One of the first things to consider, if you plan to build on property that is not connected to a city or county sewage system, is whether or not your property will perc. We had many people ask us what on earth that means, which is exactly what I asked when we first started looking for property. My only prior reference to the word had to do with visits to my grandparents house, waking up to the aromatic smell and sound of coffee brewing in their old coffee percolator. (A very fond memory I might add!) But no, completely unrelated…If you have no local sewage system to connect to, you will be needing to put in a well and a septic system. As stated in everyone’s favorite web source, Wikipedia, “A percolation test (from percolation, colloquially called a perc test) is a test to determine the absorption rate of soil for a septic drain field or ‘leach field’.” Assuring that we would be able to put in a septic system was a must before we would sign the final contract for the property, so a lot was riding on our perc test.
The first thing we had to do was go down to the Dinwiddie County Building Department, located in the Administrative building, to pay a zoning fee in order to apply for the construction permit that would allow us to put in the necessary systems should the land actually perc. Dave took the day off and we drove down together. We found the Administrative building easily…all of the government offices are located in one area off of Boydton Plank Rd. We walked into the building and, as we were looking around for the building department, a young man dressed in a suit walked up and asked us if we needed help. We explained what we were there for and he introduced himself as the County Administrator, shaking each of our hands in turn…. just as friendly and willing to help us out as one would have expected walking into the Mayberry Administrative office on the Andy Griffith show. He happily walked us over to the appropriate office (which we never would have found on our own) and introduced us to the two men chatting in the room. One happened to be the local fire chief, who also shook each of our hands and proceeded to ask where our property was (yes, he knew the land in question) what we were planning to build, where we were from, etc. and welcomed us to Dinwiddie as prospective new residents. May I just say, that dealings with any type of government office employees prior to this, in no way prepared either of us for such a friendly encounter.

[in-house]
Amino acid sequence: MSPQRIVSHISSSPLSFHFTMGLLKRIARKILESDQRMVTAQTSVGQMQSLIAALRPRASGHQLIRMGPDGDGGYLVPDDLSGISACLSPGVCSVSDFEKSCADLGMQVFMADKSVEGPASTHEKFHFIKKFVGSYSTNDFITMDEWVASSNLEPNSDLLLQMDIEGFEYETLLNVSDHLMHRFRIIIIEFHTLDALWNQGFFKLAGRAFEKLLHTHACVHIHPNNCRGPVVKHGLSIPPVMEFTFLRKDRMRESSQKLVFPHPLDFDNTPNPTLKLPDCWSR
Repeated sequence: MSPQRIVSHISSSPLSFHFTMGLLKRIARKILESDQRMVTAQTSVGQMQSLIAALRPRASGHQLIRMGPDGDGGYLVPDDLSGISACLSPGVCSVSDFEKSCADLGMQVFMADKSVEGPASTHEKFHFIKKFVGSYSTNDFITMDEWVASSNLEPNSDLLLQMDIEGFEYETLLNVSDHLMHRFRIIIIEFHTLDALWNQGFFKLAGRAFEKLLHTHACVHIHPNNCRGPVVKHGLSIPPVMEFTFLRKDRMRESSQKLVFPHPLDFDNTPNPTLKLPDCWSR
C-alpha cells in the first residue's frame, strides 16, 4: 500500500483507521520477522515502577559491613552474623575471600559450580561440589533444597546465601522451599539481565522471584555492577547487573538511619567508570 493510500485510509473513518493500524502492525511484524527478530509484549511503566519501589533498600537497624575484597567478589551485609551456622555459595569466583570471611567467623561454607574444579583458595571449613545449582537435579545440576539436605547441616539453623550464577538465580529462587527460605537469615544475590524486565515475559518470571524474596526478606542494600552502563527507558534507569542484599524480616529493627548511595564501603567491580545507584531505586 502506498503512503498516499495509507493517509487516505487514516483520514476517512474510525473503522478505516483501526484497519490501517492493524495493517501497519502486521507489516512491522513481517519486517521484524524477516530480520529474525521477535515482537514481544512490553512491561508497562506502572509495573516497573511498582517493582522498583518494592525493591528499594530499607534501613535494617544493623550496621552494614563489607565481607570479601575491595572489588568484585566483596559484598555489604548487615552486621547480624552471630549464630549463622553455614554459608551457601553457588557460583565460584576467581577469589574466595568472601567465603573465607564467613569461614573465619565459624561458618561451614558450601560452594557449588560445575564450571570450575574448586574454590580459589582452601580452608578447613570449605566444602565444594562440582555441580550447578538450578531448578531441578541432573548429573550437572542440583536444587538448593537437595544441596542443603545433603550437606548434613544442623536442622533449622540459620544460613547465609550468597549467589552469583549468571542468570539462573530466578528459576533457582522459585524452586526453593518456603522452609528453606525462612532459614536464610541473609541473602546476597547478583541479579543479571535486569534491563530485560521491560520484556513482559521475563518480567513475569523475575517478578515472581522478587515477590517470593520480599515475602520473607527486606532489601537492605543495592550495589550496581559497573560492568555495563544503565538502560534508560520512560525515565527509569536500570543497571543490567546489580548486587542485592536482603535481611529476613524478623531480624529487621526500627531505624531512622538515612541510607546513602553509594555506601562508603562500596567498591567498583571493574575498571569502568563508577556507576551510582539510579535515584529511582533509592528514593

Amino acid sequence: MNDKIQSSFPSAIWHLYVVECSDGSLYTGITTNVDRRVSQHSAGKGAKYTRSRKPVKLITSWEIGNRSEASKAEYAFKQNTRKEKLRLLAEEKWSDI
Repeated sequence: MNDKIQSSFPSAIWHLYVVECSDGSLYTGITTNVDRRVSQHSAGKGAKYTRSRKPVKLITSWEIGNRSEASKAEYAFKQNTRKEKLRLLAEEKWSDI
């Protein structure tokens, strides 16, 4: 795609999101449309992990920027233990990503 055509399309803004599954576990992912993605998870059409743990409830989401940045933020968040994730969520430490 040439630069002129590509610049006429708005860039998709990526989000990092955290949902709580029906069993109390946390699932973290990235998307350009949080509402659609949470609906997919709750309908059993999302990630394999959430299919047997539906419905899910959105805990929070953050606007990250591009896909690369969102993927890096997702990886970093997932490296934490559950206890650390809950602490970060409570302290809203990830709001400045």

After chatting for awhile with our new BFFs, we filled out the necessary paperwork, wrote our $50 check and headed over to the Health Department next door to apply for the construction permit. However, as we approached the Health Department, we realized that it was empty and figured that in all likelyhood it had been moved to the giant trailer located just beyond, despite the fact that there were no signs to tell us this. We took a shot and entered one of the unmarked doors of the trailer and found ourselves in the midst of the WIC waiting room with several young mothers and their infants. I myself would have just turned around and walked out, but fortunately, Dave had the sense to at least ask if we were in the right place, as it turns out that we were. Here we dropped off the necessary paperwork, which included a drawing of the property with the proposed homesite, septic and well sites marked, paid another $750 and were told that we would recieve a letter from the County as soon as they had the results from the perc test. This was back in January and the weather was rather nasty and rainy…I’m pretty sure it had been raining or snowing for forty days and forty nights at this point so figured it would be weeks before anyone would make in out to the property to do the test.